Italian for Beginners

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Italian for Beginners
DVD cover
Directed byLone Scherfig
Produced by
Written by
Music byNiels W. Gade (non-original)
CinematographyJørgen Johansson
Edited byGerd Tjur
Release date
  • 8 December 2000 (2000-12-08)
Running time
118 minutes
  • Denmark
  • Sweden
  • Danish
  • Italian
  • English
Box office$16.4 million[2]

Italian for Beginners (Danish: Italiensk for begyndere) is a 2000 Danish romantic comedy film written and directed by Lone Scherfig, and starring Anders W. Berthelsen, Lars Kaalund and Peter Gantzler, together with Ann Eleonora Jørgensen, Anette Støvelbæk and Sara Indrio Jensen. The film was made by the austere principles of the Dogme 95 movement, including the use of handheld video cameras and natural lighting, and is known as Dogme XII.[3][4] However, in contrast to most Dogme films which are harsh and serious in tone, Italian for Beginners is a light-hearted comedy.[5] It was made on a $600,000 budget[1], and went on to gross over 27 times that.[2]

In May 2010, it was officially revealed that Scherfig "borrowed" part of her plot from the Irish novel Evening Class by Maeve Binchy. Zentropa agreed to pay a non-disclosed compensation to Binchy.[6]


Andreas, a widowed pastor, arrives in a Danish suburb to take over religious duties from the previous pastor who, due to a crisis of faith after his own wife's death, has become irreligious and even punched the organist causing him to be hospitalized. Believing his stay will be temporary Andreas stays in the local hotel where he meets one of the employees, Jørgen Mortensen, who is suffering a crisis as he has been asked to fire the temperamental Hal-Finn who works in the hotel restaurant and is also his best friend.

Hal-Finn goes to visit hairdresser Karen and is immediately attracted to her, though his visit is cut short when she must go to the hospital to attend to her alcoholic mother.

Meanwhile clumsy baker Olympia tends to her disabled and abusive father, who constantly berates her. Olympia decides to join a beginner Italian class in order to feel closer to her Italian mother however the first night she joins the instructor dies. Olympia returns home to find that her own father has died as well. Sometime later she receives the call that her estranged mother has died as well. Showing up to her funeral she meets Karen and the two discover that they are sisters and that their parents split them up when they divorced. In order to protect Olympia, Karen does not tell her about the fact that their mother was not Italian and was an alcoholic.

After finally being fired for being rude to customers Hal-Finn becomes the Italian teacher and Olympia persuades both Andreas and her sister to join. Karen and Hal-Finn begin a romantic affair but during Christmas Karen overhears Hal-Finn disparaging her mother and becomes angry calling their relationship off.

Jørgen Mortensen approaches Andreas for advice about his impotence and his trouble talking to Hal-Finn's Italian friend Giulia and decides to ask her out for a walk.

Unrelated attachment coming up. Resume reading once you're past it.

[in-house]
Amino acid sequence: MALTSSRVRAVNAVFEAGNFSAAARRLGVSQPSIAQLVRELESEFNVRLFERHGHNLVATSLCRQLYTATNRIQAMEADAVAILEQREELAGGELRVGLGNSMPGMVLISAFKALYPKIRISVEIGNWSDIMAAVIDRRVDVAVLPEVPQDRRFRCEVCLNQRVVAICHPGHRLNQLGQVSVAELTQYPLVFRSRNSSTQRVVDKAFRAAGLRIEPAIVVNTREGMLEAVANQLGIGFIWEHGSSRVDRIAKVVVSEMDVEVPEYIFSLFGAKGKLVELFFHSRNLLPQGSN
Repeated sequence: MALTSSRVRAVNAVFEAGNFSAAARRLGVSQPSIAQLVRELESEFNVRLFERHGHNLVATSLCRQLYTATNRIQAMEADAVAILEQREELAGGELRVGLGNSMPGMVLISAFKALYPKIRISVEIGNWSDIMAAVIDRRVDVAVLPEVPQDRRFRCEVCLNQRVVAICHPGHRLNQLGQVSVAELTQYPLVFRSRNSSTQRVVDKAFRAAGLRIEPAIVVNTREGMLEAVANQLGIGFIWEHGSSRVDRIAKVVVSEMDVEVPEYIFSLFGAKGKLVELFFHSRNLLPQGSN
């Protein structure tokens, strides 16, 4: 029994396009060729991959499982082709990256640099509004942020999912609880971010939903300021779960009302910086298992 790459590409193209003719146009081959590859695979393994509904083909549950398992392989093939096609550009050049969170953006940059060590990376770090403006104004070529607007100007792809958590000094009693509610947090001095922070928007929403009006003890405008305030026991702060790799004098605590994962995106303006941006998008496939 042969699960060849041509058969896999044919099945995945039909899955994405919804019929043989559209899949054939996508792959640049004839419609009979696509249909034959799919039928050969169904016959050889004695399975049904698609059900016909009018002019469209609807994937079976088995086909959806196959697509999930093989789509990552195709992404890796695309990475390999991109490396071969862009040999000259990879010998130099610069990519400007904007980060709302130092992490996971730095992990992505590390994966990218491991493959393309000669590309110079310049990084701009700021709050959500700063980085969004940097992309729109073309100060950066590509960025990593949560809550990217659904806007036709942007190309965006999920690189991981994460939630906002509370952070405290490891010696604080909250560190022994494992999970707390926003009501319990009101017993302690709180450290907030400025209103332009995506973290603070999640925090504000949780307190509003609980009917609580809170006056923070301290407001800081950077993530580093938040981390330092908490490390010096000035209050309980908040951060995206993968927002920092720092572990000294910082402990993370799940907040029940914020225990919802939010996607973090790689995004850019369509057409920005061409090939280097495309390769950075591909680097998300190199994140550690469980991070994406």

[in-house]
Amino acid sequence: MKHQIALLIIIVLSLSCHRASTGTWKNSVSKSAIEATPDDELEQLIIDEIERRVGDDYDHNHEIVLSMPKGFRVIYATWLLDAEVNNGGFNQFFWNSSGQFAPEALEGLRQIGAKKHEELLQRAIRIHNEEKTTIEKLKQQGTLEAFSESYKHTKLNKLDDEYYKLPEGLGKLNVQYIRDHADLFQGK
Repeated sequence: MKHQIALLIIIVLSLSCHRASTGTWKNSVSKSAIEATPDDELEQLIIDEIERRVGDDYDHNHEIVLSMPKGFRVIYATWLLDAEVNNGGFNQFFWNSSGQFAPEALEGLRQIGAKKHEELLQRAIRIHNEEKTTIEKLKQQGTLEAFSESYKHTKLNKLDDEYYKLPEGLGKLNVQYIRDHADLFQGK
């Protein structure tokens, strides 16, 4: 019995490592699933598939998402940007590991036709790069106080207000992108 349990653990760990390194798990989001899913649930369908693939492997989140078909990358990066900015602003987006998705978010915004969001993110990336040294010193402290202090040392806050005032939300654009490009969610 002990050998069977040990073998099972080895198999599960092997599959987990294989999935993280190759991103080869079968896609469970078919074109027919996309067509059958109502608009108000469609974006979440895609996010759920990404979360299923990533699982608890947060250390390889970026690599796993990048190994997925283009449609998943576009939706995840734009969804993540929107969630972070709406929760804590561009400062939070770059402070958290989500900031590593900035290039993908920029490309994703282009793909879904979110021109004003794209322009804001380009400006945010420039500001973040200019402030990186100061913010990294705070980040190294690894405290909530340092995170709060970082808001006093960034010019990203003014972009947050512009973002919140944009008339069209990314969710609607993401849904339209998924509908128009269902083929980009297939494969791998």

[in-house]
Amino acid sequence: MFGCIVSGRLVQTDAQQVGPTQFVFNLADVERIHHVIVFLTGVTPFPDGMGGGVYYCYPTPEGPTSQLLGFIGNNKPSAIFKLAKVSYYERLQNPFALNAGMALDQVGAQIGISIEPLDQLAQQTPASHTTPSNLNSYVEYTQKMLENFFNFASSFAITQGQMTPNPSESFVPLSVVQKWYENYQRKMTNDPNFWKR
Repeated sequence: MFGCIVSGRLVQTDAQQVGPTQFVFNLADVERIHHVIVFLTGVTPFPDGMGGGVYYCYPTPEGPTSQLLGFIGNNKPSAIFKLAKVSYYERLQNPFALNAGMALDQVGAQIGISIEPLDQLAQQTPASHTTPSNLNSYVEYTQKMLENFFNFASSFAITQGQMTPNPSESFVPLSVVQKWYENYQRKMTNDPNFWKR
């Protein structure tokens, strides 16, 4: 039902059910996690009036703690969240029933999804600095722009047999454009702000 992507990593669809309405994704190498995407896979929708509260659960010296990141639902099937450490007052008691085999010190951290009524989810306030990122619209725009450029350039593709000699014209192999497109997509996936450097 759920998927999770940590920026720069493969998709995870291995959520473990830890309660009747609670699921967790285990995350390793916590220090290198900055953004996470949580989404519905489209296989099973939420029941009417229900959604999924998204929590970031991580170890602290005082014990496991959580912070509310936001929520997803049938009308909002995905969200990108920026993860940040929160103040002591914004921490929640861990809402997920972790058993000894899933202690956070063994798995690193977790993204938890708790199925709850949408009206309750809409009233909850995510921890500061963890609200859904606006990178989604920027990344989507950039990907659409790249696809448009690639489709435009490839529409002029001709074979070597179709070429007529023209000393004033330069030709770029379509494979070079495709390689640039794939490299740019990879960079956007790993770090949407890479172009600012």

In the meantime Olympia receives a letter from the bank telling her of a massive inheritance from her father. She decides to spend it taking the Italian class to Venice. In Venice Jørgen proposes to Giulia who accepts, Karen forgives Hal-Finn after he cuts off his too-long bangs and Andreas suggests that Olympia, whose klutzy behaviour has caused her to be fired from 43 jobs, come to work as a chorister. He then reveals that he plans to stay in the parish.



Critical reception[edit]

On review aggregator website Rotten Tomatoes, the film has an approval rating of 88% based on 85 reviews, and an average rating of 7.2/10. The website's critical consensus reads, "Unlike many romantic comedies, the charming Italian for Beginners feels natural and genuinely heart-warming."[7] On Metacritic, the film has a weighted average score of 77 out of 100, based on 28 critics, indicating "generally favorable reviews".[8]


The film won the Jury Grand Prix Silver Bear at the Berlin Film Festival, the Golden Spike Award for the best film of the year at the Seminci film festival in Valladolid, Spain, and the Audience Award at the Warsaw International Film Festival in Poland. Peter Gantzler won the award for Best Actor at the Seminci festival. The film also won the Gold Dolphin (Best Film) at the Festroia International Film Festival in 2001.[citation needed]


  1. ^ a b Wise, Damon, No Dane, No Gain, The Observer, 12 October 2003
  2. ^ a b
  3. ^ L'Année du cinéma (in French). Calmann-Lévy. 2002. p. 239. Retrieved 20 February 2018.
  4. ^ Willis, J.A. (2003). John Willis' Screen World (in Finnish). Applause Books. p. 239. Retrieved 20 February 2018.
  5. ^ Mckiernan, D. (2008). Cinema and Community. Palgrave Macmillan. p. 183. ISBN 978-0-230-51761-5. Retrieved 20 February 2018. Perhaps, here then, with happiness, is the main point of difference between Italian for Beginners and the earlier Dogme 95 films. Discussing the plot before the script was put into production, Scherfig said, 'My film is about people deciding that they have the possibility of becoming very happy and taking that chance. So it's the anatomy of a happy ending, you could say' (Kelly, 2000, pp. 126-7). Scherfig's critics were quick to point out that this does not seem very provocative.
  6. ^ "Archived copy". Archived from the original on 19 May 2010. Retrieved 17 May 2010.CS1 maint: Archived copy as title (link)
  7. ^ "Italian for Beginners (2000)". Rotten Tomatoes. Fandango Media. Retrieved 6 March 2018.
  8. ^ "Italian for Beginners Reviews". Metacritic. CBS Interactive. Retrieved 6 March 2018.


  • Mette Hjort, Lone Scherfig's Italian for Beginners, Museum Tusculanum Press, 2010. ISBN 978-87-635-3483-3.

External links[edit]